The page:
SG - Terone Johnson - TJ was Purdue's leading scorer at 13.5 ppg and still averaged 4.7 rebounds and 2.9 assists. He could be an all-Big Ten player with a great year.
SF - Errick Peck or Rapheal Davis - This is a tough one to call, but likely depends on matchups. It will also be interesting to see the result of a summer of hard work put in by Ray D., as he is known for his work ethic. I see no reason he can't go from 5.7 ppg to double figures.
PF - Jay Simpson or Donnie Hale or Travis Carroll or Errick Peck - This is Purdue's most versatile position and really depends on two things: matchups and who works the hardest. Carroll is old reliable in that he's going to bust his ass, but not be the most talented. Hale is up and down and has a decent mid-range game, but needs consistency. Simpson is a wild card coming off of injury and is still potential at this point. Peck can drop down to the four if Purdue goes small.
C - A.J. Hammons - Hammons was losing time to Marcius late last season. Well, Marcius is gone and Hammons has shown he can be a beast. If the rumors are true that he may go pro in 2014 he needs to start and earn it. He is a second all-Big Ten possibility.
PG - Bryson Scott - Bryson is here almost by default, as the best proven distributor on the roster is RJ. When Ronnie needs a spell I think Bryson is the best fit.
SG - Sterling Carter or Kendall Stephens - I could see one or both coming in and TJ shifting to the point if needed. A Scott/Carter backcourt would be interesting, but a Scott/Stephens backcourt could be tricky since both are freshmen.
SF - Basil Smotherman - I think Davis and Peck take most of the minutes at the three, which are mostly there because of Byrd's departure. Smotherman could be a defensive ace asked to score in transition, however, when Purdue wants to turn up the pressure with the Johnson brothers.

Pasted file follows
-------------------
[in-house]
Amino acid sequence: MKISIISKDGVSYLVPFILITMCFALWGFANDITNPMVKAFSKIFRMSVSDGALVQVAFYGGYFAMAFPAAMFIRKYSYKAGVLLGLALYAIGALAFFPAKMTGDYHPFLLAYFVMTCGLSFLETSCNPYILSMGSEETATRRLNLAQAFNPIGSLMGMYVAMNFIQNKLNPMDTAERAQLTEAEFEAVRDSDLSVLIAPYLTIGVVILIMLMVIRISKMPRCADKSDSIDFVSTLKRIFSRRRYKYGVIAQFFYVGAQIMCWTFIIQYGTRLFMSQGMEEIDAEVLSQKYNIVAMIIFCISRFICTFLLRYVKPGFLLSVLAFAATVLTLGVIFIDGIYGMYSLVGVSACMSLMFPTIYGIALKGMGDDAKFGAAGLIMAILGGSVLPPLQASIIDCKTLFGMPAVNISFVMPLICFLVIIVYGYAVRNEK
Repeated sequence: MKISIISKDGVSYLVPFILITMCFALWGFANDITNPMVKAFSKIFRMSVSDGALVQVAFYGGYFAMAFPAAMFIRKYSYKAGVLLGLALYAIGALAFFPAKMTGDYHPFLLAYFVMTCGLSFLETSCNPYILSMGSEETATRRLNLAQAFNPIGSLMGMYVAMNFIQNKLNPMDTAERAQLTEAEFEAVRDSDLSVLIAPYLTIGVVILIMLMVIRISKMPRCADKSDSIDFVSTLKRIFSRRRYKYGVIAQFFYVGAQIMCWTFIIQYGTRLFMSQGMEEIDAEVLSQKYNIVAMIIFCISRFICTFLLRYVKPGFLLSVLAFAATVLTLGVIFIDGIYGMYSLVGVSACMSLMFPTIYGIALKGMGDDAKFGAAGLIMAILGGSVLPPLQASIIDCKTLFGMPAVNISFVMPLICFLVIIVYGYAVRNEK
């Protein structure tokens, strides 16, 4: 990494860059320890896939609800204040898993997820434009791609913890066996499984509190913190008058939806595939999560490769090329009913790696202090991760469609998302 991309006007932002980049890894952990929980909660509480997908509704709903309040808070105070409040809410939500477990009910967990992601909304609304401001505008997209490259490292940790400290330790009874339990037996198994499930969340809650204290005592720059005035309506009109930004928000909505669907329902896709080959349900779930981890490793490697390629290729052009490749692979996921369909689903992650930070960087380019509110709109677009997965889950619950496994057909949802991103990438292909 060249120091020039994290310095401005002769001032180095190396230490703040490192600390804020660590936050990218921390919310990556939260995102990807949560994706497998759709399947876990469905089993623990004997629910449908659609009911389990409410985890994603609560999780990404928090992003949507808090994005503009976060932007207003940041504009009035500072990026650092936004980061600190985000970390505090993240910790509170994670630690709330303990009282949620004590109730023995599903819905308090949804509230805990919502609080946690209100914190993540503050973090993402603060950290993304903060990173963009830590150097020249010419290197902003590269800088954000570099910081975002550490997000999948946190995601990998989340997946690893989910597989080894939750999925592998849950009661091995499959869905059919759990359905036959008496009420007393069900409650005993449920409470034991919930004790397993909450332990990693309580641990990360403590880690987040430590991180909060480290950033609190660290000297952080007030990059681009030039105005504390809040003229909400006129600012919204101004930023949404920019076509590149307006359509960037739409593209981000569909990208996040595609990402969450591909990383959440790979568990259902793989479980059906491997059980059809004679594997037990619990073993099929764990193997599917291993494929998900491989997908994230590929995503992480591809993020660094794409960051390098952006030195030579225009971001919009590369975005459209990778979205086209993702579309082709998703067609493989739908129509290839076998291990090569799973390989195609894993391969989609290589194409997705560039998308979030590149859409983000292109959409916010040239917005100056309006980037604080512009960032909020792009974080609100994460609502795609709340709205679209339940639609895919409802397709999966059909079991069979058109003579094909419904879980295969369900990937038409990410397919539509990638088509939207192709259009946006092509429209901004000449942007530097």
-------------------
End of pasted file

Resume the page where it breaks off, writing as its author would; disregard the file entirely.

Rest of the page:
PF - Carroll or Hale - Hale must get more aggressive on the boards, while Carroll has to find a way to get stronger. Both have a decent mid-range game and can hit the 15-footer if needed. Shooting the three is not outside the realm of possibility, either, but each should have the Nemanja Calasan "two and only two" limit on attempts.
C - Simpson - At 6'9" 268 Simpson is the closest thing we have to a backup center. He needs to be a true post at times even though he does have a good jumper. in my opinion he needs to be the player that puts in the most work this summer because there is a lot of opportunity there.
So that is where Purdue stands. The Boilers look solid at the 2-4 spots, but very thin at the 1 and 5. If attitudes were an issue last season that house has been cleaned with five departures, and it is up to coach Painter to mesh the six newcomers with the proven production that is back. Remember: Purdue was not that far off. Yes 16-18 was bad, but it came in a year of terrible perimeter shooting and awful defense. Stephens and Carter should help perimeter shooting immensely and you simply won't play much at Purdue if you don't play hard on defense.
Seven losses last season were by 6 points or less or in overtime. That's seven losses where horrible three point shooting (Eastern Michigan, Xavier, Nebraska, Bucknell) or better defense (Santa Clara, Michigan, Villanova) cost Purdue dearly. Throw out Santa Clara because it was a postseason game and you have six losses that, if they become wins, Purdue is 21-11 with wins over NCAA Tournament teams in Bucknell, Villanova, Illinois, Wisconsin, and Minnesota as well as negating a bad loss to Eastern Michigan. Suddenly, that is an NCAA resume.
Do these six additions make up and exceed what Purdue lost? I think so. Add in that the Big Ten loses a bunch of talent and I am confident in saying that the Boilers return to the 2014 NCAA Tournament.